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Mathematical models for sleep-wake dynamics: comparison of the two-process model and a mutual inhibition neuronal model

Skeldon, AC, Dijk, D-J and Derks, G (2014) Mathematical models for sleep-wake dynamics: comparison of the two-process model and a mutual inhibition neuronal model PLoS One, 9 (8).

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Abstract

Sleep is essential for the maintenance of human life, yet many features of sleep are poorly understood and mathematical models are an important tool for probing proposed biological mechanisms. The most well-known mathematical model of sleep regulation, the two-process model, models the sleep-wake cycle by two oscillators: a circadian oscillator and a homeostatic oscillator. An alternative, more recent, model considers the reciprocal interaction of sleep promoting neurons and the ascending arousal system regulated by homeostatic and circadian processes. Here we show there are fundamental similarities between these two models. The implications are illustrated with two important sleep-wake phenomena. Firstly, we show that in the two-process model, transitions between different numbers of daily sleep episodes can be classified as grazing bifurcations. This provides the theoretical underpinning for numerical results showing that the sleep patterns of many mammals can be explained by the reciprocal interaction model. Secondly, we show that when sleep deprivation disrupts the sleep-wake cycle, ostensibly different measures of sleepiness in the two models are closely related. The demonstration of the mathematical similarities of the two models is important because not only does it it allow some features of the two-process model to be interpreted physiologically but it also means that knowledge gained from the study of the two-process model can be used to inform understanding of the behaviour of the mutual inhibition model. This is important because the mutual inhibition model and its extensions are increasingly being used as a tool to understand a diverse range of sleep-wake phenomena sucah as the design of optimal shift-patterns, yet the values it uses for the parameters associated with the circadian and homeostatic processes are very different from those that have been experimentally measured in the context of the two-process model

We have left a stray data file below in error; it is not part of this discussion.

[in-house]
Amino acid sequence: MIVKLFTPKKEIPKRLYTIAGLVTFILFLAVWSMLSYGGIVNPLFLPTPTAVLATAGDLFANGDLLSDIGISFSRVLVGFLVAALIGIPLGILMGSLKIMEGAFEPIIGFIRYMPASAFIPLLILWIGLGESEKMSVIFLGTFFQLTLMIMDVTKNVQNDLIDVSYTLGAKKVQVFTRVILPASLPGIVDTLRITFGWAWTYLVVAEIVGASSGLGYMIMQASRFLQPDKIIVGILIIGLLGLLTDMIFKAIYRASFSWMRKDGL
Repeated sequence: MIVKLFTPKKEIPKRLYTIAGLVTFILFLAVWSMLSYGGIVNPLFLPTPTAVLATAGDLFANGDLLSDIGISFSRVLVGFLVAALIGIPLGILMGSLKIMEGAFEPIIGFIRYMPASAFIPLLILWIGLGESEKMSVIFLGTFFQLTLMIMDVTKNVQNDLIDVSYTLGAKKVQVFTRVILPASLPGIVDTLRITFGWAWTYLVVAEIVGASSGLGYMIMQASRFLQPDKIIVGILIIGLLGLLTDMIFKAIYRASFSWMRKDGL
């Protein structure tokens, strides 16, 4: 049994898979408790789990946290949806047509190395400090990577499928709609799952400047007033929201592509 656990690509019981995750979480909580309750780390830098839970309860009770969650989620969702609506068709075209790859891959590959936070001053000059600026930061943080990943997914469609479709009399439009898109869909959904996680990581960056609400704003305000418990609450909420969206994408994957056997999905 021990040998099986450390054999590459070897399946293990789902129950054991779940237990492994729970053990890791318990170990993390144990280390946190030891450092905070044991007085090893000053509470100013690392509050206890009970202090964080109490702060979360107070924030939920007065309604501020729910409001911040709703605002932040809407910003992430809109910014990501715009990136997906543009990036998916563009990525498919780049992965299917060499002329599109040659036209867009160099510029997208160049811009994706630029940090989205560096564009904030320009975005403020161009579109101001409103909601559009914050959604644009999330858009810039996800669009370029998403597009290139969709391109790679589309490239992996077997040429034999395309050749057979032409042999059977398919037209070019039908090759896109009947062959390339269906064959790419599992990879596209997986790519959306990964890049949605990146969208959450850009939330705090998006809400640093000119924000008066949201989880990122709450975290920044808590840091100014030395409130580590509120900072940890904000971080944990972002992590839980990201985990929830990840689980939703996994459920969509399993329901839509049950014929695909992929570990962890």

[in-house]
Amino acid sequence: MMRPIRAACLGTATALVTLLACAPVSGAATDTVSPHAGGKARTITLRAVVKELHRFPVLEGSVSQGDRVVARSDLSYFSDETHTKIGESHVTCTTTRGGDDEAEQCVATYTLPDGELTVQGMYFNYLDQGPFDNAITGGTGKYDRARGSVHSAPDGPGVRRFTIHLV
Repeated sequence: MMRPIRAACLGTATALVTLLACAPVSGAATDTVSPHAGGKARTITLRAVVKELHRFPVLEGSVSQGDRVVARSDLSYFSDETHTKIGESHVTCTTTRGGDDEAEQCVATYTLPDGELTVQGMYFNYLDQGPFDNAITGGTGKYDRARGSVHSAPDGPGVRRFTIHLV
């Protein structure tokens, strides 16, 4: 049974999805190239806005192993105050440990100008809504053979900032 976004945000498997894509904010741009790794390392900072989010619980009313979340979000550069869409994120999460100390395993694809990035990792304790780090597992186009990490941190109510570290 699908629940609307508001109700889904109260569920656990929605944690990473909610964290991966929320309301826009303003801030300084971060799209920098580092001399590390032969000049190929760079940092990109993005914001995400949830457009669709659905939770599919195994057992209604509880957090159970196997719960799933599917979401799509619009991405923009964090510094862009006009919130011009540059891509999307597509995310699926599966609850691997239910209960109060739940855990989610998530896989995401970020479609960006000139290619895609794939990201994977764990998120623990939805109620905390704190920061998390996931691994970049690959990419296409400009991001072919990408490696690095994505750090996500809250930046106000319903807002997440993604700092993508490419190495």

Item Type: Article
Divisions : Faculty of Engineering and Physical Sciences > Mathematics
Authors :
AuthorsEmailORCID
Skeldon, ACUNSPECIFIEDUNSPECIFIED
Dijk, D-JUNSPECIFIEDUNSPECIFIED
Derks, GUNSPECIFIEDUNSPECIFIED
Date : 1 August 2014
Identification Number : 10.1371/journal.pone.0103877
Related URLs :
Additional Information : Copyright: © 2014 Skeldon et al. This is an open-access article distributed under the terms of the Creative Commons Attribution License, which permits unrestricted use, distribution, and reproduction in any medium, provided the original author and source are credited.
Depositing User : Symplectic Elements
Date Deposited : 17 Mar 2015 16:18
Last Modified : 22 Apr 2015 13:33
URI: http://epubs.surrey.ac.uk/id/eprint/805623

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